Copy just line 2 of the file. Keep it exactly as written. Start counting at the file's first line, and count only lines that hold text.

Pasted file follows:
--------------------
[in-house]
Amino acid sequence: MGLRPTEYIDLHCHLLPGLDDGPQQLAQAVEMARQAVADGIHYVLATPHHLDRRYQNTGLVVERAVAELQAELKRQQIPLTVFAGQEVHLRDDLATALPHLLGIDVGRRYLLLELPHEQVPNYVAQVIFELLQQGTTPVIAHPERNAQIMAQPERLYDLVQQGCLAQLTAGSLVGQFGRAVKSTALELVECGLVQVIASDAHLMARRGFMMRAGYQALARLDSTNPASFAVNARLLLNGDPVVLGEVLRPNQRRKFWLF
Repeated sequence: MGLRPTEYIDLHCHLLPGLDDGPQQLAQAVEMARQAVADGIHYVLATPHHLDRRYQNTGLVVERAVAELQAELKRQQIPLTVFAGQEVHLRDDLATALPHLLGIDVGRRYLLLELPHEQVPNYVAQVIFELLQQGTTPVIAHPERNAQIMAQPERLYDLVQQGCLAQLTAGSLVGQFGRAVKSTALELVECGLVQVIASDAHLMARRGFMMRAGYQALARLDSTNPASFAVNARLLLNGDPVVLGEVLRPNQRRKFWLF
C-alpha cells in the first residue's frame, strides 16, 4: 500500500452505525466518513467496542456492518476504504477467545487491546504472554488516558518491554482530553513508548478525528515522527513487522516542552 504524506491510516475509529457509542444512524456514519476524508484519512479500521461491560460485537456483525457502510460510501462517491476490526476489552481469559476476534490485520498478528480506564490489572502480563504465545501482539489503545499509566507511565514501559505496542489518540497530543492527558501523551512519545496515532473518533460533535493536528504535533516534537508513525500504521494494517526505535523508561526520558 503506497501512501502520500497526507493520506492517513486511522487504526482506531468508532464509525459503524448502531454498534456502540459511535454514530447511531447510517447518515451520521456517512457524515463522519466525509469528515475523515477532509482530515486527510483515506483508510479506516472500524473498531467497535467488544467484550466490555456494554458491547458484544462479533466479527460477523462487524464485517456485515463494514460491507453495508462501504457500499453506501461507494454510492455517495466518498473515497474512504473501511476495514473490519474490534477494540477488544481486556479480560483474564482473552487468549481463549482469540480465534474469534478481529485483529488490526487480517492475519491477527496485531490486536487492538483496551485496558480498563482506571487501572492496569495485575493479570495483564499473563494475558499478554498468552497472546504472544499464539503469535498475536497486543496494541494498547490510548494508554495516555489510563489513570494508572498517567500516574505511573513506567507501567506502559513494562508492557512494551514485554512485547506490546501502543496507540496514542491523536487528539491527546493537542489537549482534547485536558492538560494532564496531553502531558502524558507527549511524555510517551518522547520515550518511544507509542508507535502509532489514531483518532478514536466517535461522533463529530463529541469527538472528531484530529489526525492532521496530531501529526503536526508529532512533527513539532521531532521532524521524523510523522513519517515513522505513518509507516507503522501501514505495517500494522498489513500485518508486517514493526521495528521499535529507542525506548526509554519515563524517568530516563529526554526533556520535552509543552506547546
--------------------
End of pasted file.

Amino acid sequence: MGLRPTEYIDLHCHLLPGLDDGPQQLAQAVEMARQAVADGIHYVLATPHHLDRRYQNTGLVVERAVAELQAELKRQQIPLTVFAGQEVHLRDDLATALPHLLGIDVGRRYLLLELPHEQVPNYVAQVIFELLQQGTTPVIAHPERNAQIMAQPERLYDLVQQGCLAQLTAGSLVGQFGRAVKSTALELVECGLVQVIASDAHLMARRGFMMRAGYQALARLDSTNPASFAVNARLLLNGDPVVLGEVLRPNQRRKFWLF